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March 29, 2006
Trent's Tone-Deaf MYOB On Pork

Mark Tapscott has the skinny on how Senator Trent Lott decided to keep pork in the dark. Lott scuttled an amendment by Tom Coburn and Barrack Obama that would have created a public database of pork projects so that taxpayers could see where Congress spends their money. Lott, apparently, decided that government spending is none of the taxpayers' business and has nothing to do with lobbying reform.


Sen. Trent Lott, R-MS, raised a Rule 22 Point of Order which resulted in the Coburn/Obama amendment being killed. ... The Senate's Rule 22 refers to the germaneness - i.e. relevance - of a proposed amendment. Translated from the Washington legislatese in which senators and congressmen so often hide, this means Lott thinks making sure the public can see who is getting more than $300 billion of their tax dollars has nothing to do with congressional ethics.

Put another way, Lott just told taxpayers to butt out.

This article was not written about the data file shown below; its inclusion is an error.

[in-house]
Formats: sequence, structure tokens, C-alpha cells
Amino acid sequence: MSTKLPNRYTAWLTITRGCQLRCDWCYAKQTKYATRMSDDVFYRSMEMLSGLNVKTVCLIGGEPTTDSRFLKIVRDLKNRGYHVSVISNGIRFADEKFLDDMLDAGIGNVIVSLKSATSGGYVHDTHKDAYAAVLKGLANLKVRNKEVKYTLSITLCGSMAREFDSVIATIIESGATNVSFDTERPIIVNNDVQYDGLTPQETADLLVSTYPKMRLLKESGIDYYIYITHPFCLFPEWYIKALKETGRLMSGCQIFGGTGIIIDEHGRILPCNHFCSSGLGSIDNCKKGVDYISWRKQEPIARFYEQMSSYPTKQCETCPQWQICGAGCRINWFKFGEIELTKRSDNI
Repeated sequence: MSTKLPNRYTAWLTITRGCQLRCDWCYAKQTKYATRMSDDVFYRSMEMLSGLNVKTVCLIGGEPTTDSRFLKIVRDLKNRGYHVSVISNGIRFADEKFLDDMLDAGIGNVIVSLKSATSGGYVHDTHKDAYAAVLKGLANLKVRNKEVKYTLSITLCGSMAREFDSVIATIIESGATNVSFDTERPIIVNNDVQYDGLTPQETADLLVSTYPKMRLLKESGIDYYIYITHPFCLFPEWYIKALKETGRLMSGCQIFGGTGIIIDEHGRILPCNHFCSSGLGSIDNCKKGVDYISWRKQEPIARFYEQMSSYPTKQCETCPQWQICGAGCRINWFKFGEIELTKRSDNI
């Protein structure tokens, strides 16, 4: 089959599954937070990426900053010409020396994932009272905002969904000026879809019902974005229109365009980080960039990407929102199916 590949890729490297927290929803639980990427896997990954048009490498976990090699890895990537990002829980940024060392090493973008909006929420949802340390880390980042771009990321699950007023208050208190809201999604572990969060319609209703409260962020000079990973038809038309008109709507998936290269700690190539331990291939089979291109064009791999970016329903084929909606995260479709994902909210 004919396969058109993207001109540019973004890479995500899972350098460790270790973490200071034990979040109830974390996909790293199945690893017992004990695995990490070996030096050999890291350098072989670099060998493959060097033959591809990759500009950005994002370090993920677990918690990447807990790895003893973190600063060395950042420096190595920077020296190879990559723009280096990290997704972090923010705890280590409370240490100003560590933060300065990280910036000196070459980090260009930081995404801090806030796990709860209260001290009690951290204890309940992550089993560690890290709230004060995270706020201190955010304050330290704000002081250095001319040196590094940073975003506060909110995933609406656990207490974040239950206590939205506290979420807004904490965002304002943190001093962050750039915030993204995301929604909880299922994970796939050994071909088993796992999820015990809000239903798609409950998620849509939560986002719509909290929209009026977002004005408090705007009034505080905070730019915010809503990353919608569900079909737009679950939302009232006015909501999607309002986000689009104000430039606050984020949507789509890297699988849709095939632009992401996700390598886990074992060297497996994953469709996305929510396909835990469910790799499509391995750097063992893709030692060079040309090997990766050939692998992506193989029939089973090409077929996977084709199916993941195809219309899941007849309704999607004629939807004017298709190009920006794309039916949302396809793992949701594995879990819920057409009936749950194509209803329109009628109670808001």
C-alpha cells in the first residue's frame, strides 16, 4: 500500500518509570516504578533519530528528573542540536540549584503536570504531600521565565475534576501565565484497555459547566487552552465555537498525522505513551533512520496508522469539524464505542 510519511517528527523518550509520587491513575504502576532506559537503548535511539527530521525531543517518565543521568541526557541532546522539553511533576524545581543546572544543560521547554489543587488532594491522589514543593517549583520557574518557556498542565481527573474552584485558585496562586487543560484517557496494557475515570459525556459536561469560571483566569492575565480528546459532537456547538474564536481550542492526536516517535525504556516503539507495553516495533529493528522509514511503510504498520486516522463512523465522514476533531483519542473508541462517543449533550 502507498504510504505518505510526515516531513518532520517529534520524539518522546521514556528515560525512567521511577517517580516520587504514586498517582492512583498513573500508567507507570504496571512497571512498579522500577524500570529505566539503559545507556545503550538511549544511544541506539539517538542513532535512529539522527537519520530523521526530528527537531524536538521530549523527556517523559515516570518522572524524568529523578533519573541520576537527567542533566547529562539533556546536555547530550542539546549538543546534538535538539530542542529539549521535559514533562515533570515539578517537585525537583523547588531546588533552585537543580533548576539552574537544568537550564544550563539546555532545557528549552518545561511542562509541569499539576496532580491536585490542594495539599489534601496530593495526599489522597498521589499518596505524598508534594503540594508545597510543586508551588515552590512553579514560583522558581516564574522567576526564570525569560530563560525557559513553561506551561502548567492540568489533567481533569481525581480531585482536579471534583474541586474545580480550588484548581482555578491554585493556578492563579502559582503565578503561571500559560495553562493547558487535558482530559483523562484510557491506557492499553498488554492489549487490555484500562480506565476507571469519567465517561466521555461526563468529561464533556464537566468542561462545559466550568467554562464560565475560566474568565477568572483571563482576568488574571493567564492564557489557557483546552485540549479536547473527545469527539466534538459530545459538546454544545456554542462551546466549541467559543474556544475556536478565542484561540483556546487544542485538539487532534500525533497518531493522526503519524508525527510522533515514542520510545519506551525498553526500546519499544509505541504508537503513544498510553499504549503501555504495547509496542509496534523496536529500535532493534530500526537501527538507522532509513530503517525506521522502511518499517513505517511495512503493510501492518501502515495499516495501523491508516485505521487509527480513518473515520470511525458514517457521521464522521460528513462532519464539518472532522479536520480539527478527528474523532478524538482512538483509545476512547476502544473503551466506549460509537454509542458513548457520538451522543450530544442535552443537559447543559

Tom Coburn has tried mightily to return the GOP to the anti-spending activism that carried them to control of Congress in 1994. There is more than a fair bit of irony in having this latest effort squelched by the man who became Senate Majority Leader on the momentum of that massive power shift, although I doubt that this amuses or consoles Coburn. Lott lost that position by extolling the virtues of Strom Thurmond in historical terms that left much to be desired, and his political ear has not improved since.

Earmarks are the single most vulnerable process in Congress to corruption, by lobbyists or anyone else, thanks to the lack of open voting on the various line items involved. Congressional representatives can insert funding for any pet project that either pleases campaign contributors or aggrandizes themselves. Robert Byrd has practically named the entire state of West Virginia after himself by bringing home the federal bacon for a wide range of public projects back home. To pretend that earmarks are not germane to any honest effort at ethics and reform is to reveal the entire exercise as either a sham or a hopeless waste of time.

Hopefully Coburn and Obama can breathe new life into the Pork Database. Maybe we can even get Trent Lott back on board by promising to name it after him. We could call it the Whole Lott Of Pork Federal Earmark Database, where we hope to empty the silk purse that Congress keeps making out of pork earmarks.

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Posted by Ed Morrissey at March 29, 2006 6:15 PM

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